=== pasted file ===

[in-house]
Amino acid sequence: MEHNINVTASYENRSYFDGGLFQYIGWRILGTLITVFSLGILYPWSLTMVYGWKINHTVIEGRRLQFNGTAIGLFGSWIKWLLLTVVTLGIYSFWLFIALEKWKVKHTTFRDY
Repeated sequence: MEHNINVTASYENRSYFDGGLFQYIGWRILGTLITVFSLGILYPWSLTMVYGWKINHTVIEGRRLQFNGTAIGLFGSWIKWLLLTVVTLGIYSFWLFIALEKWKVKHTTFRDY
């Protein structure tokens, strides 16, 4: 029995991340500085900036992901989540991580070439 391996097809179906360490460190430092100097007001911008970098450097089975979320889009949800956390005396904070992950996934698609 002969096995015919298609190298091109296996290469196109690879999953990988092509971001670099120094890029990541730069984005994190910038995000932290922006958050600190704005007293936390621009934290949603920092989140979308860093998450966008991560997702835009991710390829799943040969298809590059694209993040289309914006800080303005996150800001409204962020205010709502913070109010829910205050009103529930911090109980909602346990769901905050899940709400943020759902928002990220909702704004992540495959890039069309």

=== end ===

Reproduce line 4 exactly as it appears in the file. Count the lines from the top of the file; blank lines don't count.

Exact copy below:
């Protein structure tokens, strides 16, 4: 029995991340500085900036992901989540991580070439 391996097809179906360490460190430092100097007001911008970098450097089975979320889009949800956390005396904070992950996934698609 002969096995015919298609190298091109296996290469196109690879999953990988092509971001670099120094890029990541730069984005994190910038995000932290922006958050600190704005007293936390621009934290949603920092989140979308860093998450966008991560997702835009991710390829799943040969298809590059694209993040289309914006800080303005996150800001409204962020205010709502913070109010829910205050009103529930911090109980909602346990769901905050899940709400943020759902928002990220909702704004992540495959890039069309």